2. 3D fabrication process and experimental

Our 3D nanofabrication process is simply illustrated in Fig. 1. First, 2D EB writing and ion etching of a Si substrate are applied from the top to create microblocks on the substrate (steps 1 and 2). In these two steps, we use poly(methyl methacrylate) (PMMA) resist film about 500 nm thick and then apply EB writing at 100 kV (Vistec, VB-6UHR) on the film. Then, we use a lift-off technique with 300-nm-thick Ni film, and reactive ion etching (RIE) of about 4 μm using CF4/CHF3/O2 gases. Then, a resist film is spin-coated on the vertical side faces of the microblocks. PMMA resist film (70–100 nm thick) and an additional electroconductive polymer film (Showa Denko, Espacer®) are used. The method for coating these films on the side faces with good uniformity is described in subsection 4.1. Next, EB writing on the two opposite side faces of a microblock is performed (steps 3 and 4). The acceleration voltage, beam current, and beam diameter are 70 kV, about 50 pA, and about 7 nm. Details of this 3D-EB writing are described in literature [12]–[15], [17], [18]. Then, patterned masks are formed on the side faces. We use 30–60-nm-thick Ni films deposited with an EB evaporator; the unneeded films are then lifted off. Finally, RIE is carried out parallel to the substrate surface from the same side directions. This process etches through the microblocks and creates 3D nanostructures in single-crystal Si (steps 5 and 6). This RIE is performed in a 1.2-Pa vacuum with radio frequency power of 40 W using a RIE-10NR apparatus (SAMCO) and CF4/CHF3/O2 gases. The method of using RIE parallel to the substrate surface is described in detail in subsection 4.2. Baking before and after EB writing and photolithographic development after it were performed under conventional conditions. The substrate material used has little effect on the processing steps. Moreover, as also described in detail in subsection 4.1, coating the resist on the vertical side faces of a block is possible with various substrate materials as long as the resist solution wets the substrate. RIE can also be used with various materials, as it is often used in planar technology, although the mask material, gases, and other conditions may have to be carefully chosen depending on the materials. Therefore, in principle, materials do not impose limitations on this process.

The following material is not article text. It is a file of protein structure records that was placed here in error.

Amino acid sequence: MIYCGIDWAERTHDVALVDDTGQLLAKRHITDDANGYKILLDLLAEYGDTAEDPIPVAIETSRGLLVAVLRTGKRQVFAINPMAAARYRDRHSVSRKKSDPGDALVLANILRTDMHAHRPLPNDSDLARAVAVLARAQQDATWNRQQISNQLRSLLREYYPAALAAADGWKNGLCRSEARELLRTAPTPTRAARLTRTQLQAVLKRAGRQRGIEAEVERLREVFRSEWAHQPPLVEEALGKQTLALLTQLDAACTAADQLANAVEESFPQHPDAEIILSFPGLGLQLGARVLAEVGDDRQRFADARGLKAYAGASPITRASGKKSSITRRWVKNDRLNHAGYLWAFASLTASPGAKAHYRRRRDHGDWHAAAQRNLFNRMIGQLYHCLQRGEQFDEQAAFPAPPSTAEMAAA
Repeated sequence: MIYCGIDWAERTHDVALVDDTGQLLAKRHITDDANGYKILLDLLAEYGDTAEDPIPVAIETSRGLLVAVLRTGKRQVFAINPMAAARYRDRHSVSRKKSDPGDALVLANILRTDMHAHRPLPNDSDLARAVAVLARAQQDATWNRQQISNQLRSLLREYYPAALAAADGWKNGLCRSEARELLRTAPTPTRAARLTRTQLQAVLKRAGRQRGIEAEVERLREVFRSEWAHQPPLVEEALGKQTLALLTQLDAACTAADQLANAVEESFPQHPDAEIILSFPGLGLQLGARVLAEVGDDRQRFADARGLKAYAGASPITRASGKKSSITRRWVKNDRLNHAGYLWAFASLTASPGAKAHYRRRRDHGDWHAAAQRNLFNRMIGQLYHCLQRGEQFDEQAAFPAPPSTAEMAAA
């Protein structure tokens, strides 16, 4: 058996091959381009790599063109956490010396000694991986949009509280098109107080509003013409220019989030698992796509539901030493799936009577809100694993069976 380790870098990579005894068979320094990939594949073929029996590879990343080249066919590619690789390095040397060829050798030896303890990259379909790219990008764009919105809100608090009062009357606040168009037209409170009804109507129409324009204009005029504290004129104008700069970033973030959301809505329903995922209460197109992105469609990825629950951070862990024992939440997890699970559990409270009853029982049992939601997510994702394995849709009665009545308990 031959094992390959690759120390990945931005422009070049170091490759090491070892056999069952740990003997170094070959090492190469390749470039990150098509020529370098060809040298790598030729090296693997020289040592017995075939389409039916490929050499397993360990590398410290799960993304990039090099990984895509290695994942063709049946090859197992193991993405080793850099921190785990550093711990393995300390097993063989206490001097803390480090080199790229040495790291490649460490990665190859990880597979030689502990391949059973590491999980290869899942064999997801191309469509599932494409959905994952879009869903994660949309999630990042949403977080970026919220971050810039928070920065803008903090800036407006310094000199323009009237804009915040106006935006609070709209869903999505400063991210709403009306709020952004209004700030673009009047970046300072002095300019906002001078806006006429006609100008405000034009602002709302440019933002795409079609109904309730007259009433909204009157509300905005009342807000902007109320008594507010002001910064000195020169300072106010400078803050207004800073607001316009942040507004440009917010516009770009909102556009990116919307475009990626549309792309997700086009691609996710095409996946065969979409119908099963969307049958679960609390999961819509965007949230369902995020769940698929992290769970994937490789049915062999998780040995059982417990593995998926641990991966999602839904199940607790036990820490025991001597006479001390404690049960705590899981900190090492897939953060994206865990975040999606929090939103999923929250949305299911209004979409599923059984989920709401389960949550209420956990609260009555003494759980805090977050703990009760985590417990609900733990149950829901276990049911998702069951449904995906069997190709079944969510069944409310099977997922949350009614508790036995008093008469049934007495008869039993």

Fig. 1. Simplified schematic showing the steps of 3D nanofabrication.

3. Demonstrations of technique